Winston Churchill led the most adventurous life of any British Prime Minister. His wartime premiership was notable not just for his bullish defiance of the Nazi-led Axis powers but also for his energetic and deliberately swashbuckling approach to conducting the war and securing victory. It is often forgotten that when Churchill became Prime Minister he also appointed himself as Minister of Defence.
That this should be the case was largely due to his extensive military adventures decades before in the last days of the Victorian era. The most famous of these exploits was his daring escape from a prisoner of war camp during the Second Boer War (1899-1902).
Churchill had joined the British Army in 1893 and had served as a lieutenant in the cavalry. On one occasion he took part in the last significant British cavalry charge at the Battle of Omdurman in 1898. By this time he had developed an interest in war correspondence and some of his earliest literary works were reports on various military campaigns.
By 1899 he was writing for The Morning Post and he was sent to cover the unfolding Boer War in South Africa. Soon after his arrival, Churchill accompanied a scouting expedition in an armoured train that was reconnoitring between Frere and Chievely in the British Natal Colony on 15 November. The train was ambushed and partially derailed by a Boer commando force that then attacked the expedition for over an hour. Throughout this bombardment Churchill helped to organise and load wounded soldiers onto the still operational locomotive, which then managed to escape.
However Churchill found himself alone in a gully near the track and was captured by a Boer who aimed his Mauser rifle at him. This Boer was later rumoured to be Louis Botha, the future Prime Minister of South Africa.
Despite the fact that Churchill was technically a civilian he was treated as a prisoner-of-war by the Boers, mainly because he came from an elite aristocratic family and could be used as a bargaining tool but also because he had taken an active part in enabling British soldiers to escape during the train ambush.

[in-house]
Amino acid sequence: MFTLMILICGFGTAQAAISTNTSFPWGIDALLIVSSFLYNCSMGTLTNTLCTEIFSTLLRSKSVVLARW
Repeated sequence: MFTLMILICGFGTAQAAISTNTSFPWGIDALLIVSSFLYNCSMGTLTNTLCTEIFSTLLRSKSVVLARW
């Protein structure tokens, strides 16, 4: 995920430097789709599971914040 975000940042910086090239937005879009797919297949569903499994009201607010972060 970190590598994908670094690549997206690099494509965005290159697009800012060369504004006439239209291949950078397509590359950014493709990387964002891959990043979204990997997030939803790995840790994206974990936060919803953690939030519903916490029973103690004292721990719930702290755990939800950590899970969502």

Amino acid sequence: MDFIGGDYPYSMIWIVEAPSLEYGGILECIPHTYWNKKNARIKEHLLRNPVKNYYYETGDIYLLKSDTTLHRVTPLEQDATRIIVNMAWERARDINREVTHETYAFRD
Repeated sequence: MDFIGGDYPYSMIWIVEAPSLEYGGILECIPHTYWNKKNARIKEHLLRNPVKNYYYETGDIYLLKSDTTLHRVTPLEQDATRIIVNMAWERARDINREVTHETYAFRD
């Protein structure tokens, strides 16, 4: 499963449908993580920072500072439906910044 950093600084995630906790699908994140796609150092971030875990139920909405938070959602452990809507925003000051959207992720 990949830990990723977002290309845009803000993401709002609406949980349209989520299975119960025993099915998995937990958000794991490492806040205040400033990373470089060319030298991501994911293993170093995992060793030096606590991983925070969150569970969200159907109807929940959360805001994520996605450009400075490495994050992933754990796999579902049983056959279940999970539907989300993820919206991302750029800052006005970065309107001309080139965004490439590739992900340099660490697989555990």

He was taken to Pretoria and imprisoned in a converted school with British officers but Churchill soon became restless and made plans to escape. He initially planned a mass breakout but soon realised that it was impractical and began to collude with two other officers to escape to Portuguese East Africa (now Mozambique). He closely monitored the Boer guards and saw a gap in their routine when no one was watching the 10-feet wall that surrounded the camp.
He also got into a revealing exchange with one of the guards about the nub of the dispute with between Britain and the Boers, which he recounted in his 1900 memoir, London to Ladysmith via Pretoria.
According to Churchill the guard asked him:
“Is it right that a dirty Kaffir (native) should walk on the pavement without a pass? That’s what they do in your British colonies. Brother! Equal! Ugh! Free! Not a bit. We know how to treat Kaffirs…They were put here by God Almighty to work for us. We’ll stand no damned nonsense from them. We’ll keep them in their proper places.”
Churchill wrote in retrospect:
“He and I had no more agreement….Probing at random I had touched a very sensitive nerve. What is the true and original root of Dutch (Boer) aversion to British rule? It is the abiding fear and hatred of the movement that seeks to place the native on a level with the white man.”